In February 2019, an Adams County District Court Judge granted a directed verdict in favor of a retailer in a premises liability matter. After two days of evidence, the retailer moved for directed verdict arguing there was no evidence presented of actual or constructive knowledge of a dangerous condition. In addition to pointing out that there was no evidence that the retailer had actual knowledge of any dangerous condition, Paul Jordan argued there was no evidence a dangerous condition should have been known to exist because the plaintiff failed to establish that the condition had existed for any period of time and was of such a nature that, in the exercise of reasonable care, such condition and its dangerous character should have been discovered. The Court agreed, relying on numerous cases in which summary judgment or directed verdicts were entered against plaintiffs for lack of evidence that the dangerous condition existed for sufficient time to put the landowner on constructive notice of a dangerous condition. Thus, Plaintiff’s claims were dismissed and the retailer prevailed.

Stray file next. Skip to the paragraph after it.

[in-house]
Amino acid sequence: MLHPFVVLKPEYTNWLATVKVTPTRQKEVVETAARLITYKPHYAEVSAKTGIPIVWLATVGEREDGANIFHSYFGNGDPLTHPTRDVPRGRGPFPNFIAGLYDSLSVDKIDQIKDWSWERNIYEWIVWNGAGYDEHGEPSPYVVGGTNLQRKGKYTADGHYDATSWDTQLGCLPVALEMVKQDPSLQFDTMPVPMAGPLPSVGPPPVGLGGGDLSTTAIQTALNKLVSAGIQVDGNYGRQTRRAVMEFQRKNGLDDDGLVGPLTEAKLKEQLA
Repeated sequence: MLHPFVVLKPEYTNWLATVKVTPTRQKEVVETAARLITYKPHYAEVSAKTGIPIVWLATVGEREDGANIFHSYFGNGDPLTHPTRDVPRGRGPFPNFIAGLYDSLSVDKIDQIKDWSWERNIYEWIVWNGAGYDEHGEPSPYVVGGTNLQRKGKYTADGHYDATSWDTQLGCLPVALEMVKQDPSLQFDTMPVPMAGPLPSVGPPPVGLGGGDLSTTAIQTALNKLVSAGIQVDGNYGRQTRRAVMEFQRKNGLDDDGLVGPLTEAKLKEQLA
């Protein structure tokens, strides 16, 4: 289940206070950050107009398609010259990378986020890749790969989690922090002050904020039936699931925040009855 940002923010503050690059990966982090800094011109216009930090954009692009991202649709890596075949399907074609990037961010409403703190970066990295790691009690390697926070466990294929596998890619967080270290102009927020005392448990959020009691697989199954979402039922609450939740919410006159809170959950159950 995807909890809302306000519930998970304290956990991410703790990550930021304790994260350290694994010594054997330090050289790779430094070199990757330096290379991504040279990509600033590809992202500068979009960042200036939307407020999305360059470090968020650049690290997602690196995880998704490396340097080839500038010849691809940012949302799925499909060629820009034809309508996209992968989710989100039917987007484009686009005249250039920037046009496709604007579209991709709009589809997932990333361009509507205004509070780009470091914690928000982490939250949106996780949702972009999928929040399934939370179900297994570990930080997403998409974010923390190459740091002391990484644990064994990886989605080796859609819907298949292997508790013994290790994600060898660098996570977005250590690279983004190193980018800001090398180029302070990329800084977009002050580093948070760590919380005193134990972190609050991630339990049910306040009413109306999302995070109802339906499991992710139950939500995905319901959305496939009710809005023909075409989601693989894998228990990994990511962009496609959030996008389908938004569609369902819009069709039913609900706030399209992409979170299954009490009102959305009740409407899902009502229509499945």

Plaintiff subsequently appealed the directed verdict and various evidentiary rulings. Jackie Booker and Paul Jordan briefed the issues. On April 23, 2020, the Court of Appeals affirmed the directed verdict. In reaching its decision, the Court of Appeals found “the evidence raise[d] only the possibility of the occurrence of an event, the jury would have no real evidentiary foundation for determining that the event occurred.” Thus, the Court held the trial court properly directed a verdict in favor of the retailer. With respect to the various evidentiary rulings, the Court of Appeals found excluded exhibits would not have had any bearing on the court’s decision to grant a directed verdict. Thus, the exclusion of the exhibits was harmless.